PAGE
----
Snow Falling on Cedars By David Guterson Critical Essays Plot of Snow Falling on Cedars

Two parallel story lines being told throughout Snow Falling on Cedars illustrate the importance of point of view. Many times facts end up being distorted, skewed, or conveniently forgotten. In order to have a satisfactory resolution, the two story lines — Kabuo's trial for murder and Ishmael's lost love affair — require insight previously unavailable. This newfound information dramatically changes perceptions and understanding.

In Kabuo's story line, when the truth finally comes to light, obviously the prosecution's entire case is based on an incorrect interpretation of the facts. Circumstantial evidence, mixed with hatred, anger, resentment, and lying, provides jurors with more than enough information to find Kabuo guilty. Ironically, Kabuo does consider himself guilty, but not of the crime with which he is charged. Kabuo's sense of justice goes beyond the courtroom of San Piedro. In fact, it goes beyond the life that Kabuo is currently living. However, his philosophical beliefs and wartime "crimes" have no bearing on the procedures on hand. By the time Hatsue and Kabuo tell the truth about what happened the night of Carl's death, very few are willing to believe him. It doesn't look good for him; however, that is the time Ishmael makes his life-defining decision: He reveals what he knows.

Ishmael makes the decision to do what is ethically and morally right when he finally has an epiphany about the truth regarding his own relationship with Hatsue. For years he has been harboring hate for how she treated him, wallowing in self-pity and unwilling to move on with his life. Ishmael believed for the longest time that he was treated unfairly and was one of the biggest losers because of World War II. This narrow-minded, self-centered approach left him alone in the world. Only re-reading Hatsue's letter from Manzanar and contemplating his life and her views, and his love for her, enabled Ishmael to let go — finally — of all his hurt and pain. Hatsue loved Ishmael enough to be honest with him, and that honesty hurt him. Ishmael happily led the dual life — strangers at school, sweethearts on the weekends — while foolishly thinking that Hatsue felt the same way. After all these years of holding on, Ishmael is finally able to let go. In doing so, he frees both Kabuo and himself.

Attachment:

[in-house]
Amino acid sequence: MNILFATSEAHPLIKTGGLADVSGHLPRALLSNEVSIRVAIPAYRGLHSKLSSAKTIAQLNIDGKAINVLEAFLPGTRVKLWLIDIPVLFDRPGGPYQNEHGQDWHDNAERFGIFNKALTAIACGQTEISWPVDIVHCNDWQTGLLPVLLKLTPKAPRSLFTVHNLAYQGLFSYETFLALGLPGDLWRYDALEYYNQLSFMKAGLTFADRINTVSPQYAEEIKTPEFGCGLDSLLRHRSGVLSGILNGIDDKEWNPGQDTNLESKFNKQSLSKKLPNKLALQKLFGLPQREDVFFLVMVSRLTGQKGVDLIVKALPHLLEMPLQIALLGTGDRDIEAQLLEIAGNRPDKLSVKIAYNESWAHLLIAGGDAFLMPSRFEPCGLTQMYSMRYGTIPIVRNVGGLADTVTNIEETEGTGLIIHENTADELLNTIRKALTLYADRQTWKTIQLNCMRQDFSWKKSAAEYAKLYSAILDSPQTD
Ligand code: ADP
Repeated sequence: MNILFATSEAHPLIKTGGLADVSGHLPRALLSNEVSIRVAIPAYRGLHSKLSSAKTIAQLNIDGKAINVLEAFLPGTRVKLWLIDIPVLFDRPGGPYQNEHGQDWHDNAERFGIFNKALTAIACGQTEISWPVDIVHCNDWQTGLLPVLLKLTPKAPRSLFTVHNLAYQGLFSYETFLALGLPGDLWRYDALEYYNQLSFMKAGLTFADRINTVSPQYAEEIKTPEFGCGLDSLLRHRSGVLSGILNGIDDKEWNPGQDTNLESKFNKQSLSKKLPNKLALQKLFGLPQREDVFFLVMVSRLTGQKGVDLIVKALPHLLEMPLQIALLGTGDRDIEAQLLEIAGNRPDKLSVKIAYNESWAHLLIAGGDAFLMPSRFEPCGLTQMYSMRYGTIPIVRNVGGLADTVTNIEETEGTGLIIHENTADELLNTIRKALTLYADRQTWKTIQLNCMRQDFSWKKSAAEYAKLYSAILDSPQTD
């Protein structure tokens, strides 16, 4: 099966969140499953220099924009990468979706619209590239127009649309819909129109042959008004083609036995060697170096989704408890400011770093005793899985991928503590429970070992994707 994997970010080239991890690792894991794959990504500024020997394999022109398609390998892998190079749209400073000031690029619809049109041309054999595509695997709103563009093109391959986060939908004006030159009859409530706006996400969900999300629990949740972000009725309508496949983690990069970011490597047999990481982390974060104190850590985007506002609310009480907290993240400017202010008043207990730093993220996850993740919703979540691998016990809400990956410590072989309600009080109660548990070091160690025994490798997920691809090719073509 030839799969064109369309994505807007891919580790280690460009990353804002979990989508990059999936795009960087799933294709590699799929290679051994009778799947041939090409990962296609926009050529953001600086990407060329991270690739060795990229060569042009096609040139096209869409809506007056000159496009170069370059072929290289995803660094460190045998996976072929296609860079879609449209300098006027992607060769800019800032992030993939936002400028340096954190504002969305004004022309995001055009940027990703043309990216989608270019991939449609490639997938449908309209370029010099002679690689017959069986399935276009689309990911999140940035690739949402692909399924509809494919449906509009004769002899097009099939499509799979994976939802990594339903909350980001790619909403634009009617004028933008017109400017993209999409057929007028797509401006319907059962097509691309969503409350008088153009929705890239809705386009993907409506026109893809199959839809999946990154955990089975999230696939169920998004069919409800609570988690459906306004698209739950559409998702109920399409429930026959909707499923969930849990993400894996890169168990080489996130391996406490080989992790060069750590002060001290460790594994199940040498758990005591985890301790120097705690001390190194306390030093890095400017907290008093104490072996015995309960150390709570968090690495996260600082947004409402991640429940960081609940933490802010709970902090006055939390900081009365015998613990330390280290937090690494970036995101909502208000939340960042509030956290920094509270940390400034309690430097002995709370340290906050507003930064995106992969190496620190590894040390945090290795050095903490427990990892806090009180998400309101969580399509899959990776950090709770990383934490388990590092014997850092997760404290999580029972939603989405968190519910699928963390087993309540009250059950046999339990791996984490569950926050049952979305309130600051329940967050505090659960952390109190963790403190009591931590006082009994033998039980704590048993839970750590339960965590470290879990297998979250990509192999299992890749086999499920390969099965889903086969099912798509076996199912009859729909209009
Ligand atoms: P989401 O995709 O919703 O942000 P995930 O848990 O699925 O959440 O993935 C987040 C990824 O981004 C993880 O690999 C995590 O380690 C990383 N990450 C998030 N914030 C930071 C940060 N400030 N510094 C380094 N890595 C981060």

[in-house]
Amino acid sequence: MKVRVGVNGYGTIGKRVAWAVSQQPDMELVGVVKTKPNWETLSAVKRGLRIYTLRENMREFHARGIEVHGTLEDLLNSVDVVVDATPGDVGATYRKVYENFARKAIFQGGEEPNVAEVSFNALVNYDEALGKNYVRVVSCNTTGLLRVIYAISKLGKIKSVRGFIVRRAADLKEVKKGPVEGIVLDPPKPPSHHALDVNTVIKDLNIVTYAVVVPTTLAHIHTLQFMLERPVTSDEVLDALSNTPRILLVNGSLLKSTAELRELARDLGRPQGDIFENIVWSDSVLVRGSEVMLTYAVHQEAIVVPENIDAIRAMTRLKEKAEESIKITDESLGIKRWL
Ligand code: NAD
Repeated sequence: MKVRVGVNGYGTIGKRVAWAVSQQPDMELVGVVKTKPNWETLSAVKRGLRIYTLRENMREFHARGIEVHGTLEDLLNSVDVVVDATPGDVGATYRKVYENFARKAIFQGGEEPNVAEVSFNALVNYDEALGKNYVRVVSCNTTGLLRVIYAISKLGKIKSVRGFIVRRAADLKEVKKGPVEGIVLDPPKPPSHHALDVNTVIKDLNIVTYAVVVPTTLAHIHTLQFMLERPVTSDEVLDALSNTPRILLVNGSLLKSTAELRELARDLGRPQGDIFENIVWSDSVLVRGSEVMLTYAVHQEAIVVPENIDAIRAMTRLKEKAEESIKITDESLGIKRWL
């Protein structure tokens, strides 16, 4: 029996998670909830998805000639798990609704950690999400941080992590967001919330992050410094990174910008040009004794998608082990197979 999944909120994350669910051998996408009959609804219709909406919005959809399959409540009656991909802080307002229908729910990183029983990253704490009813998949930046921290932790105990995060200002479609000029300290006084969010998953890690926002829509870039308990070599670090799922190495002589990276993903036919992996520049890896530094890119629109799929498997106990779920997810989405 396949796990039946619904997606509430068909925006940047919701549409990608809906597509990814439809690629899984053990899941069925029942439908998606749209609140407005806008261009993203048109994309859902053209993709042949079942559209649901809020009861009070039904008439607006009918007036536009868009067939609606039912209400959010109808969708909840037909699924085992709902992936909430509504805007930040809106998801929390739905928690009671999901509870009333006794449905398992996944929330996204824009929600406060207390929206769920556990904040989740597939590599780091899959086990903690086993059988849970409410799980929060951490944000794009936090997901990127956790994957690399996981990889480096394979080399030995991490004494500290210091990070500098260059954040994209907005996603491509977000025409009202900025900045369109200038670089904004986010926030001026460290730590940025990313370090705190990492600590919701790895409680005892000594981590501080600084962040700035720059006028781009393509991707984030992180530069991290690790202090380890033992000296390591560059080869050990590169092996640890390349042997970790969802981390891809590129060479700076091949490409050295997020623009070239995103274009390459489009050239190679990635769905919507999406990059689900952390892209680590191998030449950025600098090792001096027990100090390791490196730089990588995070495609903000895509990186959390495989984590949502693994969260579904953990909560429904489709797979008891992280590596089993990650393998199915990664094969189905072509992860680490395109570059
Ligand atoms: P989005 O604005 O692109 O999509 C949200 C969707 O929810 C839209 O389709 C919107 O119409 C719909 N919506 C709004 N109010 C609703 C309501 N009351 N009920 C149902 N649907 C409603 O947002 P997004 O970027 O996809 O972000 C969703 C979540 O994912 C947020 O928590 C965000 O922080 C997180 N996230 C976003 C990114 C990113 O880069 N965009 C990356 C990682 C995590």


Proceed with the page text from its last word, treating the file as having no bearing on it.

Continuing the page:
Had Ishmael not come to an understanding about the nature of his relationship with Hatsue, and had he not revealed the truth about the lighthouse logs, an innocent man would have undoubtedly been found guilty, and an innocent woman would have been beholden to a man who only claimed to love her. The murder mystery and the love story both climax with the appearance of the truth. Only when the truth is known can love survive and justice be served.

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Although visibly composed in the courtroom, Kabuo feels guilt and anger over what incident?




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